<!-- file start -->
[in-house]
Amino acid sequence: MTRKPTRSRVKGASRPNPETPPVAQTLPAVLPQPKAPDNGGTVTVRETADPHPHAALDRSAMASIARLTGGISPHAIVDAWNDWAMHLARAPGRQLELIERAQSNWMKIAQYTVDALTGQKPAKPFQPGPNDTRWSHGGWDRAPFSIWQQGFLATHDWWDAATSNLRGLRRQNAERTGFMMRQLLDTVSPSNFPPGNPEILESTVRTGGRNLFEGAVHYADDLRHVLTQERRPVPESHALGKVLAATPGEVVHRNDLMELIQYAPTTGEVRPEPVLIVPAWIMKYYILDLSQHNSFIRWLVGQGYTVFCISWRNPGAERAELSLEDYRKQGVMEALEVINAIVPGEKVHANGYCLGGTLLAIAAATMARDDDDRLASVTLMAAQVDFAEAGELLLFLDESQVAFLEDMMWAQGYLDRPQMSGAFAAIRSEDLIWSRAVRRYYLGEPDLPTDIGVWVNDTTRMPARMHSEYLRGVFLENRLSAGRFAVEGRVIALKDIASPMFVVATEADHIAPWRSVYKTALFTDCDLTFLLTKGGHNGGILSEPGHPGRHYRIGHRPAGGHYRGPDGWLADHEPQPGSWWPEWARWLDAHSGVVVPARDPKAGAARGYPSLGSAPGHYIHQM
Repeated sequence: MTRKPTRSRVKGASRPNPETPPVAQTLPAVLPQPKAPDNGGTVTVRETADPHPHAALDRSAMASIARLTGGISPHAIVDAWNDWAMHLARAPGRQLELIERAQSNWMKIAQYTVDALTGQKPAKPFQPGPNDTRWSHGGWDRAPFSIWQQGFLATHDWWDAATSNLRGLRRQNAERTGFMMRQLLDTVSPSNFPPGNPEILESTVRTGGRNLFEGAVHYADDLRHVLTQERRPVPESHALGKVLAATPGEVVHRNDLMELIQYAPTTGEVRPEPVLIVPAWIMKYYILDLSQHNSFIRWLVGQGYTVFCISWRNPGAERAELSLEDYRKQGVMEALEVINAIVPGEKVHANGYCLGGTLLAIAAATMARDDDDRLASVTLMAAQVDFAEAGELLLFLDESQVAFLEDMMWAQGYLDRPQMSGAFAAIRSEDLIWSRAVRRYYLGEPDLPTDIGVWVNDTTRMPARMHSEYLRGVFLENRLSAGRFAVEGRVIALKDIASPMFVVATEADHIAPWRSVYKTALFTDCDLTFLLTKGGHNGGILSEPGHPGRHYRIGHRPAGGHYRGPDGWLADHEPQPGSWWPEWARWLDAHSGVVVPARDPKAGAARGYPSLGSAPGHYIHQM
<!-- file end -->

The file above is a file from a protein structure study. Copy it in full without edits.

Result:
[in-house]
Amino acid sequence: MTRKPTRSRVKGASRPNPETPPVAQTLPAVLPQPKAPDNGGTVTVRETADPHPHAALDRSAMASIARLTGGISPHAIVDAWNDWAMHLARAPGRQLELIERAQSNWMKIAQYTVDALTGQKPAKPFQPGPNDTRWSHGGWDRAPFSIWQQGFLATHDWWDAATSNLRGLRRQNAERTGFMMRQLLDTVSPSNFPPGNPEILESTVRTGGRNLFEGAVHYADDLRHVLTQERRPVPESHALGKVLAATPGEVVHRNDLMELIQYAPTTGEVRPEPVLIVPAWIMKYYILDLSQHNSFIRWLVGQGYTVFCISWRNPGAERAELSLEDYRKQGVMEALEVINAIVPGEKVHANGYCLGGTLLAIAAATMARDDDDRLASVTLMAAQVDFAEAGELLLFLDESQVAFLEDMMWAQGYLDRPQMSGAFAAIRSEDLIWSRAVRRYYLGEPDLPTDIGVWVNDTTRMPARMHSEYLRGVFLENRLSAGRFAVEGRVIALKDIASPMFVVATEADHIAPWRSVYKTALFTDCDLTFLLTKGGHNGGILSEPGHPGRHYRIGHRPAGGHYRGPDGWLADHEPQPGSWWPEWARWLDAHSGVVVPARDPKAGAARGYPSLGSAPGHYIHQM
Repeated sequence: MTRKPTRSRVKGASRPNPETPPVAQTLPAVLPQPKAPDNGGTVTVRETADPHPHAALDRSAMASIARLTGGISPHAIVDAWNDWAMHLARAPGRQLELIERAQSNWMKIAQYTVDALTGQKPAKPFQPGPNDTRWSHGGWDRAPFSIWQQGFLATHDWWDAATSNLRGLRRQNAERTGFMMRQLLDTVSPSNFPPGNPEILESTVRTGGRNLFEGAVHYADDLRHVLTQERRPVPESHALGKVLAATPGEVVHRNDLMELIQYAPTTGEVRPEPVLIVPAWIMKYYILDLSQHNSFIRWLVGQGYTVFCISWRNPGAERAELSLEDYRKQGVMEALEVINAIVPGEKVHANGYCLGGTLLAIAAATMARDDDDRLASVTLMAAQVDFAEAGELLLFLDESQVAFLEDMMWAQGYLDRPQMSGAFAAIRSEDLIWSRAVRRYYLGEPDLPTDIGVWVNDTTRMPARMHSEYLRGVFLENRLSAGRFAVEGRVIALKDIASPMFVVATEADHIAPWRSVYKTALFTDCDLTFLLTKGGHNGGILSEPGHPGRHYRIGHRPAGGHYRGPDGWLADHEPQPGSWWPEWARWLDAHSGVVVPARDPKAGAARGYPSLGSAPGHYIHQM